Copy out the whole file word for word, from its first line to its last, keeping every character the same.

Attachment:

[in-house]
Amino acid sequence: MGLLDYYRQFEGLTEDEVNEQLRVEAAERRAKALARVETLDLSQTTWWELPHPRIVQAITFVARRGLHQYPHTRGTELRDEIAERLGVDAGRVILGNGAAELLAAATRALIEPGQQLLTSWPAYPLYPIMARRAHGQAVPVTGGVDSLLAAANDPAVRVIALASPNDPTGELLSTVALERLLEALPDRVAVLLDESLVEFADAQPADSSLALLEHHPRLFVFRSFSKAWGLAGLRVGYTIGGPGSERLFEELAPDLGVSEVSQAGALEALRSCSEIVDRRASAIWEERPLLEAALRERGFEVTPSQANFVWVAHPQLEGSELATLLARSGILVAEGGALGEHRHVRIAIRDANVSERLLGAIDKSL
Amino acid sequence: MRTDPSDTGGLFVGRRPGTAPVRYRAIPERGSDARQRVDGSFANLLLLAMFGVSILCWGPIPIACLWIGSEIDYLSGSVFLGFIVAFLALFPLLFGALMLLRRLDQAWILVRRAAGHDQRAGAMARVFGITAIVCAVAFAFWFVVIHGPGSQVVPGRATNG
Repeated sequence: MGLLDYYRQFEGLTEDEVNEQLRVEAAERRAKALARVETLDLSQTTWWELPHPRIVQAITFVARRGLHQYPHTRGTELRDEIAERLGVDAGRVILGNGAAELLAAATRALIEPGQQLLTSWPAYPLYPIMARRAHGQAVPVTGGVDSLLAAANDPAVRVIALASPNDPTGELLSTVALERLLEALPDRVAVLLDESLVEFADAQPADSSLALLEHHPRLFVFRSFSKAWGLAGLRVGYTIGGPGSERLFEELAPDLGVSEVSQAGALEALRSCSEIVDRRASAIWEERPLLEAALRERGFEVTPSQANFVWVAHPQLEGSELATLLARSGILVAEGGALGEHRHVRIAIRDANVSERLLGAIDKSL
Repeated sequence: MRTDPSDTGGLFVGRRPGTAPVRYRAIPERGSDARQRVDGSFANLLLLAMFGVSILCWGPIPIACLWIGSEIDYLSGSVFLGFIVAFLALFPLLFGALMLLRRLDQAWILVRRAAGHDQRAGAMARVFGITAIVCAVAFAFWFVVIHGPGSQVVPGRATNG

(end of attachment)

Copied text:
[in-house]
Amino acid sequence: MGLLDYYRQFEGLTEDEVNEQLRVEAAERRAKALARVETLDLSQTTWWELPHPRIVQAITFVARRGLHQYPHTRGTELRDEIAERLGVDAGRVILGNGAAELLAAATRALIEPGQQLLTSWPAYPLYPIMARRAHGQAVPVTGGVDSLLAAANDPAVRVIALASPNDPTGELLSTVALERLLEALPDRVAVLLDESLVEFADAQPADSSLALLEHHPRLFVFRSFSKAWGLAGLRVGYTIGGPGSERLFEELAPDLGVSEVSQAGALEALRSCSEIVDRRASAIWEERPLLEAALRERGFEVTPSQANFVWVAHPQLEGSELATLLARSGILVAEGGALGEHRHVRIAIRDANVSERLLGAIDKSL
Amino acid sequence: MRTDPSDTGGLFVGRRPGTAPVRYRAIPERGSDARQRVDGSFANLLLLAMFGVSILCWGPIPIACLWIGSEIDYLSGSVFLGFIVAFLALFPLLFGALMLLRRLDQAWILVRRAAGHDQRAGAMARVFGITAIVCAVAFAFWFVVIHGPGSQVVPGRATNG
Repeated sequence: MGLLDYYRQFEGLTEDEVNEQLRVEAAERRAKALARVETLDLSQTTWWELPHPRIVQAITFVARRGLHQYPHTRGTELRDEIAERLGVDAGRVILGNGAAELLAAATRALIEPGQQLLTSWPAYPLYPIMARRAHGQAVPVTGGVDSLLAAANDPAVRVIALASPNDPTGELLSTVALERLLEALPDRVAVLLDESLVEFADAQPADSSLALLEHHPRLFVFRSFSKAWGLAGLRVGYTIGGPGSERLFEELAPDLGVSEVSQAGALEALRSCSEIVDRRASAIWEERPLLEAALRERGFEVTPSQANFVWVAHPQLEGSELATLLARSGILVAEGGALGEHRHVRIAIRDANVSERLLGAIDKSL
Repeated sequence: MRTDPSDTGGLFVGRRPGTAPVRYRAIPERGSDARQRVDGSFANLLLLAMFGVSILCWGPIPIACLWIGSEIDYLSGSVFLGFIVAFLALFPLLFGALMLLRRLDQAWILVRRAAGHDQRAGAMARVFGITAIVCAVAFAFWFVVIHGPGSQVVPGRATNG